What Is A Vector Versus A Raster Image, And Why Should I Care?

What Is A Vector Versus A Raster Image, And Why Should I Care?

For a small business owner that has to deal with graphic design; (hint**) which is EVERY small business owner - because you need logos, social graphics, websites, need I go on... knowing what  raster and vector mean is critical.


Sure it's an "industry" term, but to know how to fully utilize your brand's design elements, it's worth a short vocabulary lesson.


Raster images are what you normally think of as digital photos (.jpg, .png). They are made up of thousands of little squares, each a different color. Basically, they're complex, but when you zoom in, or stretch it too large, it looks blurry (you see the "pixels" or squares). This is the type of file that works great for photos, because they show great detail and shading. They are optimized for one resolution, and the files are pretty dang big.


Vectors are essentially files that contain math. It's kinda like magic. The computer saves points on a path, and generates the lines and design based on where you place it. Basically, it can be stretched to the size of a billboard or squeezed into a half inch box, and it will look the same. Smooth lines and angles, no little squares. There are limited color effects, and the file size is much smaller. Vectors are great for logos, infographics, and simple artwork that will need to be scaled to a variety of sizes. Common file types are .ai, .pdf, and .eps.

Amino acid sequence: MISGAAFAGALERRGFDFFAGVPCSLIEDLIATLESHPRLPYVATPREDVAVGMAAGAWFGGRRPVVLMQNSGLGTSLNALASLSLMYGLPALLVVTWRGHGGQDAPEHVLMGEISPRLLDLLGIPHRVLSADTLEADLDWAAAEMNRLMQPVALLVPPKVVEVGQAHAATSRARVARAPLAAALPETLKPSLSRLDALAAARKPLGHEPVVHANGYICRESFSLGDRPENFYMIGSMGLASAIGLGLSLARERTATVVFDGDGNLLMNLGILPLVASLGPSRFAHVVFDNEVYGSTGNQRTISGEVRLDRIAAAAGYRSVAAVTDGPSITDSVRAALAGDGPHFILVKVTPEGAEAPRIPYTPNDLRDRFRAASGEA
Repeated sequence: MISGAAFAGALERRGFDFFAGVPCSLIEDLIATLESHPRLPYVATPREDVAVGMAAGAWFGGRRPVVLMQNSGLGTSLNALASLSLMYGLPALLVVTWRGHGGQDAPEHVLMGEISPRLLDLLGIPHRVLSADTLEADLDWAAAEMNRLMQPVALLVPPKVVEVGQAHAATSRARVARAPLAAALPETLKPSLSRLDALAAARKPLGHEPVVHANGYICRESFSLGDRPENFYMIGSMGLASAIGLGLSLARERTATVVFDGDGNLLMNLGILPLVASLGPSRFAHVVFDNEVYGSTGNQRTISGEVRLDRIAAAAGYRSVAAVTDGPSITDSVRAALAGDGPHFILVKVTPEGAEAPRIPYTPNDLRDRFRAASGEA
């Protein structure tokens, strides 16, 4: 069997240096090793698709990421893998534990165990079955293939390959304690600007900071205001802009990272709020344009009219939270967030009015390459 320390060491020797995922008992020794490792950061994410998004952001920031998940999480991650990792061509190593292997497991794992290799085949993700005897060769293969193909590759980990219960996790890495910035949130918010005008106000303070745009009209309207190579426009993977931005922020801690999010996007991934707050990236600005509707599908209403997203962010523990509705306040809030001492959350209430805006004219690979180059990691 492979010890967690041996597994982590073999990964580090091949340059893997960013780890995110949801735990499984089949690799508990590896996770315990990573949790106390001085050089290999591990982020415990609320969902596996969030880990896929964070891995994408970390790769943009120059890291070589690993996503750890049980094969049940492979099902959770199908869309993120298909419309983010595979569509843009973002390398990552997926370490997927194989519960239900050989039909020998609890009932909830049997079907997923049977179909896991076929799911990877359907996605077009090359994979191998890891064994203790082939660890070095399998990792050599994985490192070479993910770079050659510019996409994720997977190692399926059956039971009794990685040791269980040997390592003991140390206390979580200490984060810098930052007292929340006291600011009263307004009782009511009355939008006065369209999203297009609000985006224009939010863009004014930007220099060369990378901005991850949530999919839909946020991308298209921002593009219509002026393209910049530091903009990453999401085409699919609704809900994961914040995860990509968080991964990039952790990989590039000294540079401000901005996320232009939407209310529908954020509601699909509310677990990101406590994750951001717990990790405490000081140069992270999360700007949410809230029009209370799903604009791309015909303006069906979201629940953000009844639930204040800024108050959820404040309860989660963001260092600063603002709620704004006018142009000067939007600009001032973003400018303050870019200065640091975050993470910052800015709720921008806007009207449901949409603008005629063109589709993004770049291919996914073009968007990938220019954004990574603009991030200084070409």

Why should I care?

You need to know this vocab to know how to use your design files, and what files you should have in the first place!

A professional graphic designer will provide you with the vector version of your logo, which is what you'll need to use for larger projects moving forward. That's the file you send to your web designer, the person who prints your merch, big poster/billboard ads, etc. The raster files are your photos and designs that have been made for specific sizes like stationery, email signatures, social media graphics, etc.

Have a question about which type of image to use when? Comment below!

Jo MaglioccoComment